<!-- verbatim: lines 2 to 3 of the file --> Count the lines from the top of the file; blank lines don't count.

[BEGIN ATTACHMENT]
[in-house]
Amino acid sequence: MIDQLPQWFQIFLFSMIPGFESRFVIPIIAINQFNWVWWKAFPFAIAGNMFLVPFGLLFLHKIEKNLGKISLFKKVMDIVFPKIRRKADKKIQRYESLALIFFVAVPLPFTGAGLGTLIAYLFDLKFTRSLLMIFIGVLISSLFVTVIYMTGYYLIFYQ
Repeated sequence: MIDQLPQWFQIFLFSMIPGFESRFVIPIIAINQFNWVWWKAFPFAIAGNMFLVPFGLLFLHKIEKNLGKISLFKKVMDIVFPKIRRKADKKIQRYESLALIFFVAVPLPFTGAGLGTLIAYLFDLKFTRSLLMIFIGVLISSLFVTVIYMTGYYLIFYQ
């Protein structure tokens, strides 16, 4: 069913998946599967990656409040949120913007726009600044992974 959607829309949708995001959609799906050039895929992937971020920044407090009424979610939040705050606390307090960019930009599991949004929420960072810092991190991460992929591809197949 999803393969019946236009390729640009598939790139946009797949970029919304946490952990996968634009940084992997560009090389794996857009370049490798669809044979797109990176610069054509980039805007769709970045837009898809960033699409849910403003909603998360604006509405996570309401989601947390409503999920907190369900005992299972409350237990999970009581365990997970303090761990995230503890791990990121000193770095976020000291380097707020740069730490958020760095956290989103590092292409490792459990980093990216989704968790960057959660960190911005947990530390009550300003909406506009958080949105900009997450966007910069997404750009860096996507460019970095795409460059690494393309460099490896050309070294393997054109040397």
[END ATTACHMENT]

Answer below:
Amino acid sequence: MIDQLPQWFQIFLFSMIPGFESRFVIPIIAINQFNWVWWKAFPFAIAGNMFLVPFGLLFLHKIEKNLGKISLFKKVMDIVFPKIRRKADKKIQRYESLALIFFVAVPLPFTGAGLGTLIAYLFDLKFTRSLLMIFIGVLISSLFVTVIYMTGYYLIFYQ
Repeated sequence: MIDQLPQWFQIFLFSMIPGFESRFVIPIIAINQFNWVWWKAFPFAIAGNMFLVPFGLLFLHKIEKNLGKISLFKKVMDIVFPKIRRKADKKIQRYESLALIFFVAVPLPFTGAGLGTLIAYLFDLKFTRSLLMIFIGVLISSLFVTVIYMTGYYLIFYQ